Illustration of what Dark Matter might look like

Using a supercomputer to research dark matter

Dark matter, comprised of elusive particles that elude absorption, reflection, and emission of light, remains undetectable through conventional means of observing electromagnetic radiation. Operating beyond our direct visual perception, dark matter's existence is substantiated by the discernible impact it exerts on observable objects.


A research group from the University of California, Santa Cruz (UCSC) has harnessed the computational might of the Oak Ridge Leadership Computing Facility’s Summit supercomputer to run a comprehensive cosmological model. This research aims to decipher the enigmatic characteristics of dark matter, which forms the largely unknown fabric of the universe.

Using a Supercomputer to Research Dark Matter

The prevalent Lambda-cold dark matter model of the universe posits that 85% of the universe’s matter is dark matter. However, its true nature remains elusive. As lead author Bruno Villasenor explains, our understanding of dark matter primarily derives from its gravitational influence, despite uncertainty regarding its composition.

The UCSC team created over 1,000 high-resolution hydrodynamic simulations using the Summit supercomputer, enabling them to model the Lyman-Alpha Forest. This ‘forest’ consists of myriad absorption features created as light from distant quasars traverses material on its way to Earth.

Pushing Boundaries of Dark Matter Understanding

By simulating universes with varying dark matter properties, the team could study their impact on the structure of the cosmic web. The researchers contrasted these simulations with fluctuations observed in the actual Lyman-Alpha Forest. This process resulted in the surprising conclusion that we might inhabit a universe of warm dark matter, contrary to the long-held belief of a cold dark matter universe.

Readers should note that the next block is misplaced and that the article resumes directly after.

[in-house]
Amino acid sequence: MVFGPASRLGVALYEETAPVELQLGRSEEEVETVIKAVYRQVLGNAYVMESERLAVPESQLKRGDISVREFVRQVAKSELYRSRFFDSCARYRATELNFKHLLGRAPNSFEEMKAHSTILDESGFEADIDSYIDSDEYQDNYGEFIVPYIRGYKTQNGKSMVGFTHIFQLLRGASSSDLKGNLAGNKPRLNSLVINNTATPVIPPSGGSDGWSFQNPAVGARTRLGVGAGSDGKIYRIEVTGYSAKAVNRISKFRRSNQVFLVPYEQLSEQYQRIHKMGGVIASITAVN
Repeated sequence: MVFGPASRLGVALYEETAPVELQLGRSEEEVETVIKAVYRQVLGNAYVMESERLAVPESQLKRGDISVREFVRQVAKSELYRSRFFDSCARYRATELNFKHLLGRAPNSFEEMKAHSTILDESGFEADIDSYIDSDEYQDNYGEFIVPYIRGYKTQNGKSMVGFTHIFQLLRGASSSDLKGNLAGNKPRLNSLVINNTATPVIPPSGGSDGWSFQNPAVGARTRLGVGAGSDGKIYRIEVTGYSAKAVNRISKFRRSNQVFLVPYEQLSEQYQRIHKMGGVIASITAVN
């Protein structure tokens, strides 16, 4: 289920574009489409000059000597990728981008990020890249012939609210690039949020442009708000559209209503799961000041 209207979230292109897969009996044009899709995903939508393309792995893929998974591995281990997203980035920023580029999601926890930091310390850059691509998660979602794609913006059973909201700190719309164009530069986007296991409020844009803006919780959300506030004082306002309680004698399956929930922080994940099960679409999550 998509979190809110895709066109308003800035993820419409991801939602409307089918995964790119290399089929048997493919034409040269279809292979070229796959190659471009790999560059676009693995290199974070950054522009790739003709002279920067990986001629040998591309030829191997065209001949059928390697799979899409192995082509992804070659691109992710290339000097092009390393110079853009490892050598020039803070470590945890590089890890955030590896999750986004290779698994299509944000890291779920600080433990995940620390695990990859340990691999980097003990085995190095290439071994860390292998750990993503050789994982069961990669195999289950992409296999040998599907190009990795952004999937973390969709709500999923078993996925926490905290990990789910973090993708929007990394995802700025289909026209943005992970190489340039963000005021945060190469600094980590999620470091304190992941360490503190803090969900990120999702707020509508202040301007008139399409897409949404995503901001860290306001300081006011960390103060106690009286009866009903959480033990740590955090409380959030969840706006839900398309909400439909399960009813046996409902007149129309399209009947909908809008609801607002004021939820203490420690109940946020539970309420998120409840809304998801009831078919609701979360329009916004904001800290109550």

Project leader Brant Robertson states that while Lambda-CDM provides a successful perspective on a plethora of astronomical observations, it is essential to probe its underlying assumptions. He emphasizes the significance of questioning our fundamental understanding of the universe.

Achieving a Computational Milestone

The UCSC project’s distinctiveness lies in challenging long-standing beliefs about dark matter and its computational achievement. The team has executed an unmatched set of simulations leveraging advanced simulation software and the raw computational power of world-leading supercomputers.

For his doctoral research, Villasenor significantly extended the functionality of a hydrodynamics code named Cholla. These additions provided the necessary physical solvers to conduct the UCSC team’s groundbreaking dark matter project. Villasenor’s enhancements to Cholla have facilitated one of the most comprehensive simulation codes for modeling the universe.

Villasenor’s Unprecedented Achievement

Robertson hails Villasenor’s work as a massive stride forward, enabling researchers to vary the universe’s physics in unprecedented ways. Villasenor’s modifications equip researchers with the ability to connect different physics and compare them directly with observations simultaneously.


Evan Schneider, who originally developed Cholla and advised Villasenor, believes that his additions will be instrumental in her forthcoming simulations on the next-generation Frontier supercomputer. Schneider praises the expansion of Cholla’s capabilities, highlighting that the code’s evolution will allow tackling increasingly complex problems in astrophysics.

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Written by Ivan Petricevic

I've been writing passionately about ancient civilizations, history, alien life, and various other subjects for more than eight years. You may have seen me appear on Discovery Channel's What On Earth series, History Channel's Ancient Aliens, and Gaia's Ancient Civilizations among others.

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